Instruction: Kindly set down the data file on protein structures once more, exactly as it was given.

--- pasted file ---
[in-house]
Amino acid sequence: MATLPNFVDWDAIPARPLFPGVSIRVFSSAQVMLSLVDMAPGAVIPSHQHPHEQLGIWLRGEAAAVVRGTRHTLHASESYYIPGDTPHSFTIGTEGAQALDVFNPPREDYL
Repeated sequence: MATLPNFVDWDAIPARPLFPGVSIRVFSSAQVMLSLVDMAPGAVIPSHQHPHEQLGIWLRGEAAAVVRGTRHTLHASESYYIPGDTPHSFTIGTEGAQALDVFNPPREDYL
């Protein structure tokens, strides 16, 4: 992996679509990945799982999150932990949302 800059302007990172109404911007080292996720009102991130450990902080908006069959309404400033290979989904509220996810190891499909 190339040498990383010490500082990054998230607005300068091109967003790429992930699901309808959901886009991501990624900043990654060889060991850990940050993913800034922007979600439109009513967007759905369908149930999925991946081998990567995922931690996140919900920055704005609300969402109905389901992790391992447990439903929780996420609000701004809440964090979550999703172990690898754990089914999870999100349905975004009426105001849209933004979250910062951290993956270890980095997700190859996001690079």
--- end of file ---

[in-house]
Amino acid sequence: MATLPNFVDWDAIPARPLFPGVSIRVFSSAQVMLSLVDMAPGAVIPSHQHPHEQLGIWLRGEAAAVVRGTRHTLHASESYYIPGDTPHSFTIGTEGAQALDVFNPPREDYL
Repeated sequence: MATLPNFVDWDAIPARPLFPGVSIRVFSSAQVMLSLVDMAPGAVIPSHQHPHEQLGIWLRGEAAAVVRGTRHTLHASESYYIPGDTPHSFTIGTEGAQALDVFNPPREDYL
């Protein structure tokens, strides 16, 4: 992996679509990945799982999150932990949302 800059302007990172109404911007080292996720009102991130450990902080908006069959309404400033290979989904509220996810190891499909 190339040498990383010490500082990054998230607005300068091109967003790429992930699901309808959901886009991501990624900043990654060889060991850990940050993913800034922007979600439109009513967007759905369908149930999925991946081998990567995922931690996140919900920055704005609300969402109905389901992790391992447990439903929780996420609000701004809440964090979550999703172990690898754990089914999870999100349905975004009426105001849209933004979250910062951290993956270890980095997700190859996001690079």